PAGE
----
When the Qin conquered the Chu (legend has it on the 5th day of the 5th month), Qu Yuan was so heartbroken that he drowned himself in the Miluo River ( 汨罗江 Mìluójiāng (a tributary of the Yangtze), so that he would perish along with his home country.
According to the legend, the common folk so loved Qu Yuan that when they heard he’d thrown himself in the river, they raced out in boats, banging drums and throwing rice dumplings into the water so that the fish would eat the rice and leave Qu Yuan’s body alone.
And hence, we commemorate Qu Yuan on Duanwu by racing dragon boats and eating rice dumplings.
Uh, actually not quite.
4. Dragon Boats Pre-Date Drowned Dude
More recent historical research indicates that 龙舟比赛 (Lóngzhōu bǐsài) dragon boat racing actually existed before Qu Yuan or Duanwu.
It’s believed that it’s a ritual descended from the 吳越族 (Wúyuè zú), an ancient ethnic group who lived on the banks of the Yangtze, that may be the ancestors of Southeast Asian peoples like the Malays and Vietnamese.
Whatever the true origins, racing in long dragon-headed boats to rhythmic drums is a colourful and integral part of Duanwu, and races are held in many Chinese communities. You might even have a team in your hometown that you can join!
5. Rice Dumplings—ZOMG! Zongzi!
粽子Zòngzi—often called ‘rice dumplings’ in the West or some variation of “bak chang (肉粽)” in Southeast Asia—are a quintessential part of Duanwu, even though Chinese people eat these packets of rice and various ingredients wrapped in leaves year-round nowadays, not just at Duanwu, and actually have done so for millennia.
Of course, zongzi come in many variations, depending on ethnicity, history and ingenuity.
Here is just a small sampling of common zongzi:
Fújiàn ròu zòng
Hokkien Bak Chang
Common in Singapore, Malaysia and Southeast Asian Chinese communities with Fujianese ancestry, it is filled with pork belly, chestnuts, mushrooms, dried shrimp, and sometimes salted egg yolks and gingko nuts, enclosed by rice coloured by dark soy-sauce.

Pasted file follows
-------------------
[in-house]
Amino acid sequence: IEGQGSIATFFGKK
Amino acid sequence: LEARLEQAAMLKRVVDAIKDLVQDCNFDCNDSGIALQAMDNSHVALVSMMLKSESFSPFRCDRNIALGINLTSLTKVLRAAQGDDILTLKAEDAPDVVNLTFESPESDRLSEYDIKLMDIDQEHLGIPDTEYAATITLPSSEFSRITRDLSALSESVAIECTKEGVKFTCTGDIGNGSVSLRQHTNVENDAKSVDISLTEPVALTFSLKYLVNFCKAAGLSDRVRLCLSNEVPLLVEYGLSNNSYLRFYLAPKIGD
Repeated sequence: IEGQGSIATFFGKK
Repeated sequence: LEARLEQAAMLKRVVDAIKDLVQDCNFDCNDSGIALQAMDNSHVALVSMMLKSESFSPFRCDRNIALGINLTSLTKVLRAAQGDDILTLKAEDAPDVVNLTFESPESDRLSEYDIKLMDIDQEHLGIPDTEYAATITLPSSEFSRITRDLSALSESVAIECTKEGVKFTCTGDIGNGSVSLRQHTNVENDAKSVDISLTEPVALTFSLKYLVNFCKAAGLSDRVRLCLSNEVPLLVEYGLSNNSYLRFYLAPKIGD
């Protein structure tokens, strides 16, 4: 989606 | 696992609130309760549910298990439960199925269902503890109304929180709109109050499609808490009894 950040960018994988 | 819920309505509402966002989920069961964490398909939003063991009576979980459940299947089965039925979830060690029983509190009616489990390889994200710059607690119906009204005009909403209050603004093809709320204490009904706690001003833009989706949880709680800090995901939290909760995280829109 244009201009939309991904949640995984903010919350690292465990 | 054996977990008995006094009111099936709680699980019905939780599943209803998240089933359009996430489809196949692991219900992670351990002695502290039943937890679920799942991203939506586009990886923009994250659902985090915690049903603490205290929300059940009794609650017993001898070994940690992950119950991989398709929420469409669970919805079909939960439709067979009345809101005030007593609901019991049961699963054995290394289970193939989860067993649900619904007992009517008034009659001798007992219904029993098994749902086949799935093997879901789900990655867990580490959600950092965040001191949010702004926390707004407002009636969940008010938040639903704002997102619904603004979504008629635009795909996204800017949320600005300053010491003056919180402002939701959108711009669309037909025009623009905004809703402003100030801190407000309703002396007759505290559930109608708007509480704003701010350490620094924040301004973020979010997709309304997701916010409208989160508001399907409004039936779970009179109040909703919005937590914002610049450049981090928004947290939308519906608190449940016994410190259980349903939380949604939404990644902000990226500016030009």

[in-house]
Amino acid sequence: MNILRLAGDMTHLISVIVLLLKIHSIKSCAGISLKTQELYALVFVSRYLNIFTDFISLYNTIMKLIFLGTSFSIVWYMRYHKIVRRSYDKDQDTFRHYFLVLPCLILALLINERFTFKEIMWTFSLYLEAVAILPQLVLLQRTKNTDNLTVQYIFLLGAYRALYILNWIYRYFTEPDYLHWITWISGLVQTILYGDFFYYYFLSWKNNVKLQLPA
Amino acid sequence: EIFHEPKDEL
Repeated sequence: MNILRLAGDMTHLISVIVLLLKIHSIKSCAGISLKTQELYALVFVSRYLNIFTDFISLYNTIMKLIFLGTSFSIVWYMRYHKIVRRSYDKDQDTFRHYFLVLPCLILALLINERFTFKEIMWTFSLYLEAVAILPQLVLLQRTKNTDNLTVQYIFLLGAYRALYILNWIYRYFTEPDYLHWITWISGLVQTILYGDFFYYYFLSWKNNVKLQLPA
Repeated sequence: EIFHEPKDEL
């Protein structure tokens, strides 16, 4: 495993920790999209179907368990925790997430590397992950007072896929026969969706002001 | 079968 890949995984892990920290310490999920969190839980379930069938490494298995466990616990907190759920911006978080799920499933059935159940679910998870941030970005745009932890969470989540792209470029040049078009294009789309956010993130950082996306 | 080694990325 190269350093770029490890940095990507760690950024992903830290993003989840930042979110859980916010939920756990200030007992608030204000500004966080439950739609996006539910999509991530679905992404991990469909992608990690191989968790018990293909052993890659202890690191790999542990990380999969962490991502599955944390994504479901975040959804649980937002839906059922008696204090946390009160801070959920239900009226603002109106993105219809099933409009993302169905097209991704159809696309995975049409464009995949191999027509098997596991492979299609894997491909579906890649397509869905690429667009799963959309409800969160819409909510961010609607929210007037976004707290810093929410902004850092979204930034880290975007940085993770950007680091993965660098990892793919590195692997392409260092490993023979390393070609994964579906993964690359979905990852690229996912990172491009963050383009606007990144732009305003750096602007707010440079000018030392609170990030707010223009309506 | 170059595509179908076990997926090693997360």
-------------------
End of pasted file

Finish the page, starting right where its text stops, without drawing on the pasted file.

Táiwān běibù zòng
Taiwan Northern Zongzi
The Hokkien bak chang’s Taiwanese cousin. Pork belly, dried shrimps, mushrooms, chestnuts, and sometimes salted egg-yolk, stir-fried then wrapped in bamboo leaves before steaming.
Táiwān nánbù zòng
Taiwan Southern Zongzi
Similar to the Northern zongzi, except it also contains peanuts in addition to pork belly, dried shrimps, mushrooms, chestnuts and salted egg-yolk. It is cooked by boiling rather than steaming.
Cantonese Zung Zi
Common in Cantonese communities, these zongzi are filled with a mix of fatty pork and lean meat, together with green beans or split mung beans, and Chinese sausage. The glutinous rice is seasoned with garlic oil and salt.
Kèjiā bǎn zòng
Hakka Ban Zang
Glutinous rice is pounded to a paste before enclosing pork, dried shrimp, mushrooms, and dried radish. Once wrapped in bamboo leaves, it is steamed.
Kèjiā jiǎn zòng
Hakka Kee Zang/Alkaline Zongzi
Often served without fillings (but drizzled with sugar syrup), this zongzi’s distinctive yellow glutinous rice comes from lye water (枧水 Jiǎn shuǐ), an alkaline mix which gives ramen noodles their springy mouthfeel, and bagels, pretzels and traditional Cantonese mooncakes their dark golden colour.
Cháozhōu ròu zòng
Chaozhou zongzi/Teochew Bak Chang
In addition to the usual glutinous rice, pork belly, mushrooms and dried shrimp, the Teochews add either red date or lotus paste to yield a combination of sweet and savoury flavours.
Hǎinán zhěntou zòng
Hainanese Pillow Zongzi